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The Bowie album David Bowie despised

David Bowie was a perennial risk-taker throughout his career, and that skill made him a majestic talent. Nevertheless, his intrinsic ability to think outside of the box also was his most significant Achilles heel and sometimes saw the Starman ending up drowning in his own creativity, veering too far out to sea in the bid for avant-garde treasure.

Bowie was the first to admit that not everything he did throughout his career struck gold. The early years of his journey to stardom were full of shortcomings that made him the mercurial artist he would grow to become, but even when Bowie had the world at his feet, there was the occasional slip-up.

Everybody expected his career to carry on in a faultless fashion after asserting himself as the most exhilarating and sparkling artist on the planet throughout the 1970s. However, Bowie couldn’t carry on defying expectations forever, and even he found himself in a creative lull — with more misses than hits in the decade that would follow. Despite what revisionists will tell you, the ’80s and ’90s were a tough space for Bowie to operate in.

This period of Bowie’s career, in truth, was a very odd time for the Starman. It’s strange to look back at someone of Bowie’s brilliance ever suffering creatively, but people had started to write The Thin White Duke off. He hadn’t been a darling of the critics since the 1983 effort Let’s Dance, and the two albums which followed momentarily tarnished his messiah status.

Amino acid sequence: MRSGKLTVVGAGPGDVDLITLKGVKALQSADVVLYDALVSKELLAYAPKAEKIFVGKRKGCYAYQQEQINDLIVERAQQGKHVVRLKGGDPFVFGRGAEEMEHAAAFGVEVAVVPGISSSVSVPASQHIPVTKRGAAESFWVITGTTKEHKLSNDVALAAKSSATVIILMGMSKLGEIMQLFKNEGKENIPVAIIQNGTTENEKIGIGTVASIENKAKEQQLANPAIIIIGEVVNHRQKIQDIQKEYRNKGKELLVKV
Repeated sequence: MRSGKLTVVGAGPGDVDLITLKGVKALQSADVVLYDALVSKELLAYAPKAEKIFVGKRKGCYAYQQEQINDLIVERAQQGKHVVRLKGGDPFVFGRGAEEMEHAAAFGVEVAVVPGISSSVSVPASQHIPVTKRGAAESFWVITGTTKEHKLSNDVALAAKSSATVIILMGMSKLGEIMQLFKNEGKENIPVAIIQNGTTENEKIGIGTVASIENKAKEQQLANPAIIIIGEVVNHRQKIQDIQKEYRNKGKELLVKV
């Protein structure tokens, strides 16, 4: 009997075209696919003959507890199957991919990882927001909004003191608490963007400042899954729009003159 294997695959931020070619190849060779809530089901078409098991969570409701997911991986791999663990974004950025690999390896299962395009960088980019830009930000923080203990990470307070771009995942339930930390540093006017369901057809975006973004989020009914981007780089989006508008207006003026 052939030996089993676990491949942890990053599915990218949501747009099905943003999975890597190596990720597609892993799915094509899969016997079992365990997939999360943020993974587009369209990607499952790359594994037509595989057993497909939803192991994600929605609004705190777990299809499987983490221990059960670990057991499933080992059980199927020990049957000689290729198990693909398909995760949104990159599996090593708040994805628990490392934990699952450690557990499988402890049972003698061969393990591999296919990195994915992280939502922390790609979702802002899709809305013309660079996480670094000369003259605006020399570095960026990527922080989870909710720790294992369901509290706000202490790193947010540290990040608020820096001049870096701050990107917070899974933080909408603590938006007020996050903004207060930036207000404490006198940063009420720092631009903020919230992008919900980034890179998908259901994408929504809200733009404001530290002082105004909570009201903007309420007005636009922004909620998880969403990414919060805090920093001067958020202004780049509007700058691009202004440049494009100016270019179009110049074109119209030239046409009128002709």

Bowie knew himself that Tonight and Never Let Me Down weren’t up to scratch, and he didn’t need critics to inform about his decline. What made Bowie different to most artists who fall into the trough is that he wasn’t ‘most artists’ and fought his way back to the top of the pile.

“[The great public esteem at that time] meant absolutely nothing to me,” Bowie reflected to Rolling Stone in 1995. “It didn’t make me feel good. I felt dissatisfied with everything I was doing, and eventually it started showing in my work. Let’s Dance was an excellent album in a certain genre, but the next two albums after that [Tonight and Never Let Me Down] showed that my lack of interest in my own work was really becoming transparent. My nadir was Never Let Me Down. It was such an awful album.

“I’ve gotten to a place now where I’m not very judgmental about myself. I put out what I do, whether it’s in visual arts or in music, because I know that everything I do is really heartfelt. Even if it’s a failure artistically, it doesn’t bother me in the same way that Never Let Me Down bothers me. I really shouldn’t have even bothered going into the studio to record it. [laughs] In fact, when I play it, I wonder if I did sometimes.”

Bowie had lost sight of who he was during this stage of his career, and his output reflected that. His mystique had dissipated, and there were question marks about whether he would ever make another masterpiece. Of course, he would, but it wasn’t plain sailing, and 1995’s Outside would mark the moment that Bowie truly recaptured his form.

His other musical faux-pas throughout that sorrowful decade didn’t infuriate him in the same way as Never Let Me Down because even though they weren’t perfect — they still managed to reflect his artistry. Bowie could accept making mistakes when his heart thought it was the right thing to do, but seemingly, deep down, he always knew Never Let Me Down was a misstep even before he released it.

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